Every woman has a “mommy body” after childbirth. For first time moms, the extent of these changes can come as a shock. Try not to panic or berate yourself over it. Realize that these changes in your figure are part of a natural, healthy, and most importantly, transitional phase. Your postpartum physique is not forever.
Some of your “mommy body” changes are obvious: you’ll have a round, soft abdomen, weaker abdominal and pelvic floor muscles, and fuller breasts.
Other changes, such as a tipped pelvis, wider rib cage, lax ligaments, and rolled shoulders, are less obvious but have an impact in how your body functions and looks. Your uterus, through postpartum contractions, takes 4 to 6 weeks of shrink back to close to its former size, in a process called involution.
Your postpartum body proportions are very different than before pregnancy, regardless of body weight. Your ribcage will be a lot wider (most women have fuller breasts too), making your torso more cylindrical in shape.
Postpartum Body Evolution
Healthy weight loss, getting back in shape, and transitioning back to your pre-pregnancy self is a process that for most women takes many months.
Younger, fitter moms bounce back more quickly than older, or more sedentary moms, but everyone can bounce back. Give yourself permission to navigate this phase of your life with grace and acceptance, knowing that is, after all, just a phase.
Develop a Healthy, Realistic Perspective
Try not to idealize, or hold yourself up to an unrealistic standard on how some celebrity-moms seem to get super-skinny with rock hard abs just months after childbirth. This takes a crew of nannies, fitness trainers, cooks, personal assistants and oftentimes surgery, to pull off.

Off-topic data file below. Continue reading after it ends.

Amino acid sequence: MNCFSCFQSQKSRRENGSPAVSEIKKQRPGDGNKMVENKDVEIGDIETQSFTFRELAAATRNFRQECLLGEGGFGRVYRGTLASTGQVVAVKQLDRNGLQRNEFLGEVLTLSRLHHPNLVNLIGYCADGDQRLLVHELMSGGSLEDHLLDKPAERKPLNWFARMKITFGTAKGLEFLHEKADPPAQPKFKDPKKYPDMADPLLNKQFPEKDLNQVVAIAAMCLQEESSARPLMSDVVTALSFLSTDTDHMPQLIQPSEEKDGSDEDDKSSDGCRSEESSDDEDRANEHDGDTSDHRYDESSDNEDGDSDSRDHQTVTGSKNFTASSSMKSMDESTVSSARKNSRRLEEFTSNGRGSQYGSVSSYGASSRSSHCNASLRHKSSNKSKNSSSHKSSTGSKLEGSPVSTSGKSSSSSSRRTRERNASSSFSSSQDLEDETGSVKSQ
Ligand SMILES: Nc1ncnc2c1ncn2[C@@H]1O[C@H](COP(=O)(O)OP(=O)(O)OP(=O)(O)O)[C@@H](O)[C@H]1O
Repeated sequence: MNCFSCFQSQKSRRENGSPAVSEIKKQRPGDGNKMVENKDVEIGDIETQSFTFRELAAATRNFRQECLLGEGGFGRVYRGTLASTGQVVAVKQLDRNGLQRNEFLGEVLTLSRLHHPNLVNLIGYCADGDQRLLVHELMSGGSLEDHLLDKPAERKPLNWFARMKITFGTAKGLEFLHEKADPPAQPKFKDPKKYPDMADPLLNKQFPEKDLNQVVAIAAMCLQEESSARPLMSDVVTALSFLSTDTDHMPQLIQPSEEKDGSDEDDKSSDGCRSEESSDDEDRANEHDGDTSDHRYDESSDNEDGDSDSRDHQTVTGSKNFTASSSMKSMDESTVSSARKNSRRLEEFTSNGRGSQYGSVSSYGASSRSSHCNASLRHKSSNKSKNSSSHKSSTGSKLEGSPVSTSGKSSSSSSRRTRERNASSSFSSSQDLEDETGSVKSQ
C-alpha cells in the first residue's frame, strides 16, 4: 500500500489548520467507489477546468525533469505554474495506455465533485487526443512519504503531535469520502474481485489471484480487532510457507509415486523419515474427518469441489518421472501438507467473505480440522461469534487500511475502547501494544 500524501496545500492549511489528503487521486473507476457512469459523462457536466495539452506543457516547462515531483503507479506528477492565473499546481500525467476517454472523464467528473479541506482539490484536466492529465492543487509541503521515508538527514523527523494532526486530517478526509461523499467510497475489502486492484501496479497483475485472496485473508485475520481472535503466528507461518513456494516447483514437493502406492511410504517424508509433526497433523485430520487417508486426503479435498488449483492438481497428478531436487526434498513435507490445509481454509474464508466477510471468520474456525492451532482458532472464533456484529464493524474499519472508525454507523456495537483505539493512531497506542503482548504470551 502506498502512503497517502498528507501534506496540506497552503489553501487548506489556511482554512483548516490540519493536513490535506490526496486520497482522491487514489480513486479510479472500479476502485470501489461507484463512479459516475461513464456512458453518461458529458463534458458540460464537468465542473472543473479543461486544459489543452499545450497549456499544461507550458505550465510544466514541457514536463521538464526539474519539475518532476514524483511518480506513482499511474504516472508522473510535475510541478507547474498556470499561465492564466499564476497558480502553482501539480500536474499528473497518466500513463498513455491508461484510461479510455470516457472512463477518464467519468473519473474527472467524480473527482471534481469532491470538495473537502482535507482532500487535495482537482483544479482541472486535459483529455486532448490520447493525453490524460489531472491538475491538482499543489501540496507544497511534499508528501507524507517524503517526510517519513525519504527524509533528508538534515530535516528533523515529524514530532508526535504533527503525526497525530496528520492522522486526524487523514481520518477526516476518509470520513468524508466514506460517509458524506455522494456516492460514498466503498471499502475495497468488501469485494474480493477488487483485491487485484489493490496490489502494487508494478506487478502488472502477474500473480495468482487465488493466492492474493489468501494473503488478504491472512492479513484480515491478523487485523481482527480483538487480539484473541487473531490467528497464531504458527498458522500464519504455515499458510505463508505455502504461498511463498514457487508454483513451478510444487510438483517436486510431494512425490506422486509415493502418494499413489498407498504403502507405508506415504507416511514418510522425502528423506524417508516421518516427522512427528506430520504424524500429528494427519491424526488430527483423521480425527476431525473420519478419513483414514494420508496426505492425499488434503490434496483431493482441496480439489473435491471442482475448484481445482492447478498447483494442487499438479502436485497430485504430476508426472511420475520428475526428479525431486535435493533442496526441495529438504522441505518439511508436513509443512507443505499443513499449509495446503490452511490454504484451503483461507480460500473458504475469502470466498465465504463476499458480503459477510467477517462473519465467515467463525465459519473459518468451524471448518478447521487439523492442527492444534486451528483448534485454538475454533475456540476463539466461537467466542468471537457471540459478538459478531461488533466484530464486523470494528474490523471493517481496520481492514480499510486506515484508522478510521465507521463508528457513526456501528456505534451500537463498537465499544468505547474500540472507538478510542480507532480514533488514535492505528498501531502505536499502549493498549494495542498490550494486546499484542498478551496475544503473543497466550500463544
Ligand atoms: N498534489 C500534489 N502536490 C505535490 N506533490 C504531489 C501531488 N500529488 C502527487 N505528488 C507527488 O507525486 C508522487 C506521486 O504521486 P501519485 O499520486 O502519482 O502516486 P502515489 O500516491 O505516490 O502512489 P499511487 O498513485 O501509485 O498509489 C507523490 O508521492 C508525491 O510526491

While negative thoughts about your mommy body may pop up from time to time, try to build the habit of noticing self-criticism, pressing an imaginary mental delete button and throwing them out. For negative self-talk, when left unchallenged, can undermine your motivation and self-esteem, leaving feelings of sadness, anger, and anxiety in its wake.
Allowing negative self-talk to continue unchallenged, makes it more difficult to adhere to a high quality, balanced diet, and hit your calorie target range, nurture your baby, support breast feeding, and return to your pre-pregnancy weight.
Since most new moms can’t fit back into their pre-pregnancy wardrobe anytime soon, – and wear pregnancy clothes when you are not pregnant is a total downer – all new moms need a transitional wardrobe. Buy, or borrow, a few pieces of clothing that fit and flatter your “mommy body” so you have something nice to wear. (Don’t worry about the you need size, it’s only a number.)
No matter what your size and shape, when you wear clothes that fit well, you’ll look good and this will go a long way to helping you feel better about yourself and accept your shape in this transitional period.